2014 was supposed to be the year. We’re a week and a half into this young season and Mets fans have little reason to believe this year will be different from the past 5. Okay, Matt Harvey won’t pitch this year–a major setback. But would his presence really make the difference between mediocrity and breathing October air? The payroll remains the same. No solution was reached about shortstop or first, and the bullpen remains a mystery. Even if the Mets caught a few breaks (that will be the day), it still looks a daunting task to reach the coveted 90 win plateau General Manager Sandy Alderson targeted this offseason.
You read that right in the first paragraph–the payroll remains mostly the same. Despite Alderson bragging about how the team was one of the top spenders this past offseason, the Mets payroll is actually slightly less than the $90 million they were at last season. The Mets didn’t add payroll, they simply reinvested money that was no longer owed to Johan Santana and Jason Bay. The contracts Curtis Granderson, Bartolo Colon, and Chris Young received, is the majority lump some of money that came off the books.
Even if the Mets didn’t add payroll, they did make moves in the offseason. So, are they actually any better? Not really. Curtis Granderson is being heralded as a major upgrade in the outfield. Marlon Byrd played very well before he was traded to Pittsburgh in August, and Granderson projects to equal his production, maybe surpassing it by just a little. This was not a significant upgrade by any means. It is a minor upgrade at best compared to the numbers Byrd put up last season.
Now, the saga that is known as Ruben Tejada. The incumbent shortstop has fallen out of favor with the organization and with fans, so his exit looked eminent. It has not happened–at least not yet–and for good reason believe it or not. Stephen Drew is the obvious choice to replace, but Alderson has not given in to the usually overpriced demands of agent Scott Boras. The free agent market for shortstop next offseason is very strong, and Alderson could make a move then. Although another year with Tejada could be rough, it could be beneficial in the long run with big names like Hanley Ramirez and Asdrubal Cabrera set to become free agents in the winter of 2015.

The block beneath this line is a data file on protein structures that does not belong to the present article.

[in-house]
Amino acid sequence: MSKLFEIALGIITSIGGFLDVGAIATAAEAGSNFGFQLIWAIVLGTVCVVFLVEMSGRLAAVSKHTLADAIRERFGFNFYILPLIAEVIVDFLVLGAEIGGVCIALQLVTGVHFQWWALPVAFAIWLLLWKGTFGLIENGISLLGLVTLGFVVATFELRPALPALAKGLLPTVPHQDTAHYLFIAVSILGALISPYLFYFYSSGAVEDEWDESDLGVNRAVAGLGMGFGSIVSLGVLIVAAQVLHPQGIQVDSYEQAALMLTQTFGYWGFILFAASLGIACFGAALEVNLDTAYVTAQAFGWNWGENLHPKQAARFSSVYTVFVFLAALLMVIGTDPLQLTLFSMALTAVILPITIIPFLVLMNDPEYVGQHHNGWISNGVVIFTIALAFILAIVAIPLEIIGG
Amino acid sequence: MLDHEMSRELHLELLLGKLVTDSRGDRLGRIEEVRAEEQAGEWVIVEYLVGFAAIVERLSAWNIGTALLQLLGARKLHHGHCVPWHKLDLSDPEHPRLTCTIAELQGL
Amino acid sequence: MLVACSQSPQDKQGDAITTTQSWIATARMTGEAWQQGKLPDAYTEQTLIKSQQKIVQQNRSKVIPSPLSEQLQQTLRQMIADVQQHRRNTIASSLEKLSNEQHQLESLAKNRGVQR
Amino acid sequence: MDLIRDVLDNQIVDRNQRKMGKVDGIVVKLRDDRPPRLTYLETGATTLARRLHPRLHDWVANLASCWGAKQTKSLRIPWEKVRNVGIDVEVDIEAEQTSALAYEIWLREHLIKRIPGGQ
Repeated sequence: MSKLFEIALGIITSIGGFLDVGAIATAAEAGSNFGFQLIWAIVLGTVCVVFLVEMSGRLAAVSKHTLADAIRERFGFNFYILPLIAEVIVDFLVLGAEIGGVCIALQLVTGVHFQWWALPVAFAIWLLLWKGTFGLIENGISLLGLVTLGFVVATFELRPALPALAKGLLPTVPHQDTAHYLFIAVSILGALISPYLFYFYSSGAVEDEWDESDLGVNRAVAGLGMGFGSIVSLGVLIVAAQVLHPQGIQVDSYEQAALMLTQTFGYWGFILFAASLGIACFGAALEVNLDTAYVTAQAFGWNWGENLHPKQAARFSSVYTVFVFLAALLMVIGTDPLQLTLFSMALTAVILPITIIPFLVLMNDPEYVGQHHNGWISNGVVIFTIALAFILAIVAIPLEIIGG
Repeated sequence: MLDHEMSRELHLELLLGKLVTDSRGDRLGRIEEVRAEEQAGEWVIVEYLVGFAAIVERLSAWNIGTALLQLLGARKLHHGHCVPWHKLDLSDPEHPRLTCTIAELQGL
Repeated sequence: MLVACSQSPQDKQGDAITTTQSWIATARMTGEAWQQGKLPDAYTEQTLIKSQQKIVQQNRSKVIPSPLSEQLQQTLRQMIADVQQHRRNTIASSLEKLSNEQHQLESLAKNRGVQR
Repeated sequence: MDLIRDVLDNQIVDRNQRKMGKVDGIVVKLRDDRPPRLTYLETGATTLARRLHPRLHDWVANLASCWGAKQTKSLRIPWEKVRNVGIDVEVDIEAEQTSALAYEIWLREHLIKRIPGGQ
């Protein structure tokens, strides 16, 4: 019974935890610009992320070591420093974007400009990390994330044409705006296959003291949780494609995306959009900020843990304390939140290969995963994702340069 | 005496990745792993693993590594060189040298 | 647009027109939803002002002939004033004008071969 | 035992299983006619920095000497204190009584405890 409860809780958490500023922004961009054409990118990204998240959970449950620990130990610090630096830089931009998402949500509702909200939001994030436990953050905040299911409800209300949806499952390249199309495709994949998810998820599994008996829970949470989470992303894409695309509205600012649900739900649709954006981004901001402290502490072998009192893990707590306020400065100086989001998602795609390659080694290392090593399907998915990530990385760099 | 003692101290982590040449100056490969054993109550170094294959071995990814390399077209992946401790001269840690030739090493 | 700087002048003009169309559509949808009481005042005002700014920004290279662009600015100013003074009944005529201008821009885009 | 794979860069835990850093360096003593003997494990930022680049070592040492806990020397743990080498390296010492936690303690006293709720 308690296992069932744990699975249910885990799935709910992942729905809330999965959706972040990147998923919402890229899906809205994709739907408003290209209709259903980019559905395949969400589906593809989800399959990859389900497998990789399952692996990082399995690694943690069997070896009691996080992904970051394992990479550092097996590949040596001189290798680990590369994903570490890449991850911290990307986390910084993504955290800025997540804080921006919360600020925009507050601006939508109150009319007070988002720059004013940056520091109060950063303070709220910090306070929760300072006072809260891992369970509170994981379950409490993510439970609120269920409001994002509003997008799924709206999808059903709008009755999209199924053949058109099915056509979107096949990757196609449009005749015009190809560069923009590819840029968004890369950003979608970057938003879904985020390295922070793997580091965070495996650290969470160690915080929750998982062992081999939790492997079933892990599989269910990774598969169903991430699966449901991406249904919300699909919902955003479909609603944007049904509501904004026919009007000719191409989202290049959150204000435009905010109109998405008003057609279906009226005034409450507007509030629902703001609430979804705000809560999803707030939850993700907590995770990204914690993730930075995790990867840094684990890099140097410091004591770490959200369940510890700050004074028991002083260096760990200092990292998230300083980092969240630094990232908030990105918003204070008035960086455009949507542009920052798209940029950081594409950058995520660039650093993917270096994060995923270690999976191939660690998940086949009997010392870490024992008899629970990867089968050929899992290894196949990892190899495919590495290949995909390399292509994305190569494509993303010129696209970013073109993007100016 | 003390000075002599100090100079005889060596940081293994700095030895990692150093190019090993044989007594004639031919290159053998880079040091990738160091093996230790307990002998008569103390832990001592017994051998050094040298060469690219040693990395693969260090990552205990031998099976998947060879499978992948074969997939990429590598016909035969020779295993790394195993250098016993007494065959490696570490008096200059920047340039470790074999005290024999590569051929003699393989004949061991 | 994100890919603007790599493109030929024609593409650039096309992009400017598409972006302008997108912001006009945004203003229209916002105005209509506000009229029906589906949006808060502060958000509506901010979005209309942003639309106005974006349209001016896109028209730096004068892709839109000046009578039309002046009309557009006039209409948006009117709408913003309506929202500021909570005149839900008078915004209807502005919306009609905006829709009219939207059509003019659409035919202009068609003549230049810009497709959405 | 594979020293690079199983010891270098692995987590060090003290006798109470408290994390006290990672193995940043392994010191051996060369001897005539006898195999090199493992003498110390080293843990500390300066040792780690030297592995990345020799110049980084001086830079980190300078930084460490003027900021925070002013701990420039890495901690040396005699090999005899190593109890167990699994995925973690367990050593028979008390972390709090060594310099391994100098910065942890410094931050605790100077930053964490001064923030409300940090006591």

Trade Davis, kick the tires on Duda. Get rid of at least one of them. That was the plea of most Met fans before the season started, and in typical Mets fashion, neither gets moved. However, Alderson has a plan. Yes, Davis and Duda have been disappointments, but there is still hope at this position. If either has a strong first half, a late July trade could be a very realistic option. If not, one of the two may stick around for another year or two. As painful as that sounds, it makes sense. Last year’s first round draft pick Dominic Smith is already one of the organizations top prospects, and it is just a matter of time before he exits the minors for Flushing. Until then, we might be stuck with the unknown of Duda and Davis.
Chris Young has yet to play this season, and has always been injury plagued, and an inconsistent performer when healthy. Bartolo Colon will not produce Harvey like numbers this season. That’s just unfathomable. So, how has the team improved?
The formula for success in baseball changes over decades. For many years quality starting pitching, timely hitting, and strong defense won championships. Heck, that formula still works today (we don’t see it as often, though). The 90s and early 2000s was the era of PED’s and the longball. Now that PED’s have significantly decreased (or so we think), what is the recipe for success? For one things certain, you need starting pitching to win ball games. That’s been true for as long as the game has been played. And with the current starters and elite prospects the Mets posses, it’s a luxury many teams do not have. Moving on, batting seems to be better than it was before the PED era, but not as good since the era ended not too long ago. Depth in the batting order, rather than a few MVP caliber players seems to be the trend. So what does that leave out as a vital aspect of the game in the modern championship formula?